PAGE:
Georgia Tech Close to Choosing Project Manager for High Performance Computing Center

This story was written by  and originally appeared in the Atlanta Business Chronicle on November 15, 2013. 

Georgia Tech is close to choosing the project manager for its nearly 700,000-square-foot High Performance Computing Center. The decision could come in weeks, said John Majeroni, Georgia Tech’s executive director of real estate development. The proposed project is an expansion of Technology Square, an influential development that has helped anchor the southern end of Midtown at Spring and Fifth streets.

One of the most likely sites for the High Performance Computing Center is the historic Crum & Forster building. All that remains of that building is, basically, the facade. Preservationists wanted to keep the entire building. Georgia Tech said two-thirds of it needed to be demolished to make room for the computing center. Earlier this year, a consent order issued by a Fulton County Superior Court judge paved the way for plans to move ahead.

Other sites could be chosen, instead, Majeroni said. “We always consider other locations before a project is finalized,” he said.

While a project manager may be named in a matter of weeks, it could take at least a year to find out who wins the job as developer. The earliest Tech might issue requests for qualifications is next fall, Majeroni said. The developer would design, finance and own the project.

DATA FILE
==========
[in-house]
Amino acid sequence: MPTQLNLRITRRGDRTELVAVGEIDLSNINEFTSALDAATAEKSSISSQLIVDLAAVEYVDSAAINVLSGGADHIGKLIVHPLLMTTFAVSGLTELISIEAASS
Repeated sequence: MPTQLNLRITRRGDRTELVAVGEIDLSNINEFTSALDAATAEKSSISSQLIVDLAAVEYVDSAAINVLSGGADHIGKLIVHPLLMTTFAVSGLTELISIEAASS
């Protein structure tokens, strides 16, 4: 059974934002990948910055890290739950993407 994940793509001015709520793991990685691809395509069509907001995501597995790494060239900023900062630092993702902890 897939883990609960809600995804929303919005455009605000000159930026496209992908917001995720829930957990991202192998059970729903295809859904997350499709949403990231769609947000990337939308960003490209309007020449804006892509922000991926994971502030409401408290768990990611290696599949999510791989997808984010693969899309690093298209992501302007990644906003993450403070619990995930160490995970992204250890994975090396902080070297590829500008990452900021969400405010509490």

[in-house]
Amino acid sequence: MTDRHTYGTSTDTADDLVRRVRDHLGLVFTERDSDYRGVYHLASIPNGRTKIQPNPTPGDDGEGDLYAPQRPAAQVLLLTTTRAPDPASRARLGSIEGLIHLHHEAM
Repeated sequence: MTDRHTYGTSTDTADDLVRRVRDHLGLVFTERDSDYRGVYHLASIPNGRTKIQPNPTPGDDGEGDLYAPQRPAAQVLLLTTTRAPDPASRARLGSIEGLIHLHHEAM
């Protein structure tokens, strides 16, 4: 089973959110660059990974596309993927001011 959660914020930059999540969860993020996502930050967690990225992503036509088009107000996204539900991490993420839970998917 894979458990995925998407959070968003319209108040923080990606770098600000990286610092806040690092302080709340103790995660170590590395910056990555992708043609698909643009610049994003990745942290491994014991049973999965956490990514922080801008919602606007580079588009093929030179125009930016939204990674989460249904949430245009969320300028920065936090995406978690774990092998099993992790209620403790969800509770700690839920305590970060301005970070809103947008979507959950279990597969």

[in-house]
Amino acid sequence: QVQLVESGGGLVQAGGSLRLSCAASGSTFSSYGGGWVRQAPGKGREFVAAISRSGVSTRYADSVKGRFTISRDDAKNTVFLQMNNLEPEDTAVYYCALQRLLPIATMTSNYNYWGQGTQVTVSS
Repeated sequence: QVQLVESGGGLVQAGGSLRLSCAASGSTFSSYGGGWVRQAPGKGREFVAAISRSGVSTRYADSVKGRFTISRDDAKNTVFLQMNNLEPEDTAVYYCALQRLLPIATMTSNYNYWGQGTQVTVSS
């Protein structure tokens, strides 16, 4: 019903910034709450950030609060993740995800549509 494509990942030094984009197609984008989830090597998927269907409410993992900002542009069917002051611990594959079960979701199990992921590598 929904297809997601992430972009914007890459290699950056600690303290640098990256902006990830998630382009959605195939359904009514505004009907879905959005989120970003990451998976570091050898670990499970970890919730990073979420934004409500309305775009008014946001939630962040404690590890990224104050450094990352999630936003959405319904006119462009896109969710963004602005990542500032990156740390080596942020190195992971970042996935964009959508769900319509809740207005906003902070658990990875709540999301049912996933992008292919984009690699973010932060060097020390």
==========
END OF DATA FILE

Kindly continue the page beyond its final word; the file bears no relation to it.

Tech would help anchor the building. The school would enter a long-term lease for about 50 percent of the space, and that could include Georgia Tech business functions. The space could also house data center operations, among other uses. Less is known about what kinds of tenants a developer might target for the project, though companies that depend on high-performance data and network applications and others that involve genetic modeling for biotech and medical firms are options. Three years ago, Princeton University launched a similar project. 

Technology Square is a more than 1 million-square-foot development Georgia Tech started 10 years ago that expanded the campus across the Downtown Connector. Technology Square spans eight blocks, and it has been a catalyst for new real estate development. The latest example: a 22-story tower to be developed by Gateway Development and South City Partners LLC. The residential tower is meant to add a missing piece to the overall project.

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